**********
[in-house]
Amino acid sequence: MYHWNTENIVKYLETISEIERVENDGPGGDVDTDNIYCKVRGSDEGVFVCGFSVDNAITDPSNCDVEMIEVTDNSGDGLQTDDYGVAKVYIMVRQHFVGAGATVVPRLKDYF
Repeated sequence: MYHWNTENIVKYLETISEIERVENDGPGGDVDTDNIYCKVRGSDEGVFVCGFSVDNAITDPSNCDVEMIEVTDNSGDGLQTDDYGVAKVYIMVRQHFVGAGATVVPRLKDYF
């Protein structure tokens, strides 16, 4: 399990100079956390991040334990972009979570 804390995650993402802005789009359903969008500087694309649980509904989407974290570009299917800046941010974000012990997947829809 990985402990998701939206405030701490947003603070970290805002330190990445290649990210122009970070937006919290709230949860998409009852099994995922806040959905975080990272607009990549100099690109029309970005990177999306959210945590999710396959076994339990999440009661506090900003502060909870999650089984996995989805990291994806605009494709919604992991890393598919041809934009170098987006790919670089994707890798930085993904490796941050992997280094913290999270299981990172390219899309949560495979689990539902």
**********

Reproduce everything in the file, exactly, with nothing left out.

[in-house]
Amino acid sequence: MYHWNTENIVKYLETISEIERVENDGPGGDVDTDNIYCKVRGSDEGVFVCGFSVDNAITDPSNCDVEMIEVTDNSGDGLQTDDYGVAKVYIMVRQHFVGAGATVVPRLKDYF
Repeated sequence: MYHWNTENIVKYLETISEIERVENDGPGGDVDTDNIYCKVRGSDEGVFVCGFSVDNAITDPSNCDVEMIEVTDNSGDGLQTDDYGVAKVYIMVRQHFVGAGATVVPRLKDYF
């Protein structure tokens, strides 16, 4: 399990100079956390991040334990972009979570 804390995650993402802005789009359903969008500087694309649980509904989407974290570009299917800046941010974000012990997947829809 990985402990998701939206405030701490947003603070970290805002330190990445290649990210122009970070937006919290709230949860998409009852099994995922806040959905975080990272607009990549100099690109029309970005990177999306959210945590999710396959076994339990999440009661506090900003502060909870999650089984996995989805990291994806605009494709919604992991890393598919041809934009170098987006790919670089994707890798930085993904490796941050992997280094913290999270299981990172390219899309949560495979689990539902």